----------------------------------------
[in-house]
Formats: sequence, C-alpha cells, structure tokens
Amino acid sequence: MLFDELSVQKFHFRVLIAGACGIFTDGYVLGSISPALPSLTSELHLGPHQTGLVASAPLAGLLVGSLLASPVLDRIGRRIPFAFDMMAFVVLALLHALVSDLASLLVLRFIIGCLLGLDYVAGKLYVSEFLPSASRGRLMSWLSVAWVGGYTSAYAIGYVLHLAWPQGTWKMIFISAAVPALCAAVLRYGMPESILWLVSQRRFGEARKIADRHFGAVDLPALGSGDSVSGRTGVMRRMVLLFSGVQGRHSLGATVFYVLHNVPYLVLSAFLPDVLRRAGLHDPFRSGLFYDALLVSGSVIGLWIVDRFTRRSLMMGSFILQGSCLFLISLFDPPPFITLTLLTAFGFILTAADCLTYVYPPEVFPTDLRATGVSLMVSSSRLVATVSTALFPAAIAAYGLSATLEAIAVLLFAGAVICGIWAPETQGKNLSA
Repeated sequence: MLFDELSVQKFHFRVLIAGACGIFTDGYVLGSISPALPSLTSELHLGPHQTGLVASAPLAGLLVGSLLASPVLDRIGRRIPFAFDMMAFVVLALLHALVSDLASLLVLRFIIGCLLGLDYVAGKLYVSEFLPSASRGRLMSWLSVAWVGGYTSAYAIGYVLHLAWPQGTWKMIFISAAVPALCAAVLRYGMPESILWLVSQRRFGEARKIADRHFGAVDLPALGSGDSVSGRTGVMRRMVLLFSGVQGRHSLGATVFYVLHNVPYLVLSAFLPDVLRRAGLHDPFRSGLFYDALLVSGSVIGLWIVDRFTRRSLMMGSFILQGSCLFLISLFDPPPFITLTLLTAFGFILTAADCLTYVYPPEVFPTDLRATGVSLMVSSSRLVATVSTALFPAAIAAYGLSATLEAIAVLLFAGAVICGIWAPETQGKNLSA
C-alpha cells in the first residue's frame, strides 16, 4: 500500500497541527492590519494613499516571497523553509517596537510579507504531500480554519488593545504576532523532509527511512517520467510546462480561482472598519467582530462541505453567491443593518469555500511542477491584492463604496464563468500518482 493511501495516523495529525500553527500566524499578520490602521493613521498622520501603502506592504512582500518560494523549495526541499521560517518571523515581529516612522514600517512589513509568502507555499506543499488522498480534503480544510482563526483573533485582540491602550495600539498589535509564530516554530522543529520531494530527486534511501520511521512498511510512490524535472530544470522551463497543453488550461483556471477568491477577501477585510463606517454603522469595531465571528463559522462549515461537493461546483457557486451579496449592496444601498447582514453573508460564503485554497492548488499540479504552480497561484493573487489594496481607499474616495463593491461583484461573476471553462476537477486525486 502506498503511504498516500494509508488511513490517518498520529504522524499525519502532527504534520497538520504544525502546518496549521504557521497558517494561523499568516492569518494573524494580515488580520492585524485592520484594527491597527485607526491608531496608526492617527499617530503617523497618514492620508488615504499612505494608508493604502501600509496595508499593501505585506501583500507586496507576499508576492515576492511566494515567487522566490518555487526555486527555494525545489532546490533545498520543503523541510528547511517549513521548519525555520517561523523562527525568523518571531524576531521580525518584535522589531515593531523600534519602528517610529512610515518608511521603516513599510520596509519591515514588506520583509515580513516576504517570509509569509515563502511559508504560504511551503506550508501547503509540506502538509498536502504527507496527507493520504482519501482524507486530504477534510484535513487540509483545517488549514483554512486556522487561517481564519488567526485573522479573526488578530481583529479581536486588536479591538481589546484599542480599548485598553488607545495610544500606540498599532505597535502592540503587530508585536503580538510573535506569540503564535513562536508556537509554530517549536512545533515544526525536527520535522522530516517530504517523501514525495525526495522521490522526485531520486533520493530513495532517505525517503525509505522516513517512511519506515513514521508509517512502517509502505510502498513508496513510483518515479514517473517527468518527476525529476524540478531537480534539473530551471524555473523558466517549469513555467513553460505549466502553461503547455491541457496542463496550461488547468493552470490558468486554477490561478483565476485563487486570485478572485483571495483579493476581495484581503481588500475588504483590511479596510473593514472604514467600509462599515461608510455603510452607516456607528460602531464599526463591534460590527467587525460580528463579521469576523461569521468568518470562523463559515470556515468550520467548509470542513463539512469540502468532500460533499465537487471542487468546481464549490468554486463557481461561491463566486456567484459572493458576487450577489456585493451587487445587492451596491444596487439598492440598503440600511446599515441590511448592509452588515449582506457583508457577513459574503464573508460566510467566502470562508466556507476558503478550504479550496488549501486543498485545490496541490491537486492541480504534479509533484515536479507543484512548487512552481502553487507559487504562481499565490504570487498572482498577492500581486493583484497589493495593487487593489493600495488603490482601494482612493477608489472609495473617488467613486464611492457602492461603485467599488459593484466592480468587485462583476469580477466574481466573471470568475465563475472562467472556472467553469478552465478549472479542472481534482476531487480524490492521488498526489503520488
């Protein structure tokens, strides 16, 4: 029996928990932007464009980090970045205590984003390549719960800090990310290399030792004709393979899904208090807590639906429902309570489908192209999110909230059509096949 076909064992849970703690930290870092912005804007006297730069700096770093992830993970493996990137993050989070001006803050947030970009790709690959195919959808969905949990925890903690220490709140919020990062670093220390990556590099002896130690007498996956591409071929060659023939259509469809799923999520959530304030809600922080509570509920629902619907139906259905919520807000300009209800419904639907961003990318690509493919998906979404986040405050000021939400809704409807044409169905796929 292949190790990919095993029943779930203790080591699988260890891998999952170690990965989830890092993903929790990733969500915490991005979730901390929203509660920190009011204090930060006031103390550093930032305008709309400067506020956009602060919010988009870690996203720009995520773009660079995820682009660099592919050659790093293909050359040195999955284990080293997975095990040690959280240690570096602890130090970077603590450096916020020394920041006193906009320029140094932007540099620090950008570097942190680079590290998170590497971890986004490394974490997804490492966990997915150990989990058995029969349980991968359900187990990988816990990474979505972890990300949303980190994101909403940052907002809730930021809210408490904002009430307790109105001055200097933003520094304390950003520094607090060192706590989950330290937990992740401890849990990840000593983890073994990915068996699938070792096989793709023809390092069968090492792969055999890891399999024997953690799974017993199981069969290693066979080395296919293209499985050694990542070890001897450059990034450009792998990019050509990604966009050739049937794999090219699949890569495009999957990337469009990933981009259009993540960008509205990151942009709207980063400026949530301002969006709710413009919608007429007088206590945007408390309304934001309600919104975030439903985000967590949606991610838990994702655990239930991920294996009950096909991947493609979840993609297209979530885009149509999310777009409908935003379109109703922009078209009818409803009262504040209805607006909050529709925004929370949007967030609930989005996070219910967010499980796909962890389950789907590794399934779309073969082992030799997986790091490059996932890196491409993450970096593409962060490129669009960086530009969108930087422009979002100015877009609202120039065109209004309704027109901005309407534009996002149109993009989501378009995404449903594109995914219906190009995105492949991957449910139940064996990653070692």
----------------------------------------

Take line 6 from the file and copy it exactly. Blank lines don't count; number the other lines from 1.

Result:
């Protein structure tokens, strides 16, 4: 029996928990932007464009980090970045205590984003390549719960800090990310290399030792004709393979899904208090807590639906429902309570489908192209999110909230059509096949 076909064992849970703690930290870092912005804007006297730069700096770093992830993970493996990137993050989070001006803050947030970009790709690959195919959808969905949990925890903690220490709140919020990062670093220390990556590099002896130690007498996956591409071929060659023939259509469809799923999520959530304030809600922080509570509920629902619907139906259905919520807000300009209800419904639907961003990318690509493919998906979404986040405050000021939400809704409807044409169905796929 292949190790990919095993029943779930203790080591699988260890891998999952170690990965989830890092993903929790990733969500915490991005979730901390929203509660920190009011204090930060006031103390550093930032305008709309400067506020956009602060919010988009870690996203720009995520773009660079995820682009660099592919050659790093293909050359040195999955284990080293997975095990040690959280240690570096602890130090970077603590450096916020020394920041006193906009320029140094932007540099620090950008570097942190680079590290998170590497971890986004490394974490997804490492966990997915150990989990058995029969349980991968359900187990990988816990990474979505972890990300949303980190994101909403940052907002809730930021809210408490904002009430307790109105001055200097933003520094304390950003520094607090060192706590989950330290937990992740401890849990990840000593983890073994990915068996699938070792096989793709023809390092069968090492792969055999890891399999024997953690799974017993199981069969290693066979080395296919293209499985050694990542070890001897450059990034450009792998990019050509990604966009050739049937794999090219699949890569495009999957990337469009990933981009259009993540960008509205990151942009709207980063400026949530301002969006709710413009919608007429007088206590945007408390309304934001309600919104975030439903985000967590949606991610838990994702655990239930991920294996009950096909991947493609979840993609297209979530885009149509999310777009409908935003379109109703922009078209009818409803009262504040209805607006909050529709925004929370949007967030609930989005996070219910967010499980796909962890389950789907590794399934779309073969082992030799997986790091490059996932890196491409993450970096593409962060490129669009960086530009969108930087422009979002100015877009609202120039065109209004309704027109901005309407534009996002149109993009989501378009995404449903594109995914219906190009995105492949991957449910139940064996990653070692």